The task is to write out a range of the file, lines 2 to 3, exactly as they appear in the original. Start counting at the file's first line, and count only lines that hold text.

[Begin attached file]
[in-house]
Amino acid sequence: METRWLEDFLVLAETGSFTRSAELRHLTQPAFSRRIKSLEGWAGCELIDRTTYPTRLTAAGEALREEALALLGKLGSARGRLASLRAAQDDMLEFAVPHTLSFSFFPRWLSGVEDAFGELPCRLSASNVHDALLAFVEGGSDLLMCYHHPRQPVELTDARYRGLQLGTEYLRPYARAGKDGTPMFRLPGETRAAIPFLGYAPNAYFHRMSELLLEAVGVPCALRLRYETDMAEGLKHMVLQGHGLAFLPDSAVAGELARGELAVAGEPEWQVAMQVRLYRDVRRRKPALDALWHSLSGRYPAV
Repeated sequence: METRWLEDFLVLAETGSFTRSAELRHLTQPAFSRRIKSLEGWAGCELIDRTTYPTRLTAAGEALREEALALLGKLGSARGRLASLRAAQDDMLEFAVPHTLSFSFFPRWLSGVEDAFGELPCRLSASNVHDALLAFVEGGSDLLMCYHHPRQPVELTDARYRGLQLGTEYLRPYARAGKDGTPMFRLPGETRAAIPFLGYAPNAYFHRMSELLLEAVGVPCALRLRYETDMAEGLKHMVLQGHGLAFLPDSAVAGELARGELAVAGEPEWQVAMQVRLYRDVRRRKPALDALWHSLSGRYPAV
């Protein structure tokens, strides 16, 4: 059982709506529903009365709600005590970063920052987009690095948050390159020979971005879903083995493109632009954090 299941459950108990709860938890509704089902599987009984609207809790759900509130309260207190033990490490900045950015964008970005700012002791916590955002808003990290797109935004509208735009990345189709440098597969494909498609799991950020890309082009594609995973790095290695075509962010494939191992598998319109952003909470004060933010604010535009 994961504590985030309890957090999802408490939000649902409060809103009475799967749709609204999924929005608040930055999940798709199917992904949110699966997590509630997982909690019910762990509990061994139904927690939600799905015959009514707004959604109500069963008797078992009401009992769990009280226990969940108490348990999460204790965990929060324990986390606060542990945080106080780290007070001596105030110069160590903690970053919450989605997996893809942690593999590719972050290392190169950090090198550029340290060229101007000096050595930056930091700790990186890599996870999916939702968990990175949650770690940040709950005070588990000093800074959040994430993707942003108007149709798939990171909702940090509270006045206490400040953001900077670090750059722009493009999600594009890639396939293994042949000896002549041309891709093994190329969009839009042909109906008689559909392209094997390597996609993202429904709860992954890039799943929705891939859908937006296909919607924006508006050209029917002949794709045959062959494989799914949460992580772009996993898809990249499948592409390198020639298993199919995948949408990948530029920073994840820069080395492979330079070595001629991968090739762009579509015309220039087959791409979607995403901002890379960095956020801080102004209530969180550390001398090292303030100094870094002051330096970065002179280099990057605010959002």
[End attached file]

Amino acid sequence: METRWLEDFLVLAETGSFTRSAELRHLTQPAFSRRIKSLEGWAGCELIDRTTYPTRLTAAGEALREEALALLGKLGSARGRLASLRAAQDDMLEFAVPHTLSFSFFPRWLSGVEDAFGELPCRLSASNVHDALLAFVEGGSDLLMCYHHPRQPVELTDARYRGLQLGTEYLRPYARAGKDGTPMFRLPGETRAAIPFLGYAPNAYFHRMSELLLEAVGVPCALRLRYETDMAEGLKHMVLQGHGLAFLPDSAVAGELARGELAVAGEPEWQVAMQVRLYRDVRRRKPALDALWHSLSGRYPAV
Repeated sequence: METRWLEDFLVLAETGSFTRSAELRHLTQPAFSRRIKSLEGWAGCELIDRTTYPTRLTAAGEALREEALALLGKLGSARGRLASLRAAQDDMLEFAVPHTLSFSFFPRWLSGVEDAFGELPCRLSASNVHDALLAFVEGGSDLLMCYHHPRQPVELTDARYRGLQLGTEYLRPYARAGKDGTPMFRLPGETRAAIPFLGYAPNAYFHRMSELLLEAVGVPCALRLRYETDMAEGLKHMVLQGHGLAFLPDSAVAGELARGELAVAGEPEWQVAMQVRLYRDVRRRKPALDALWHSLSGRYPAV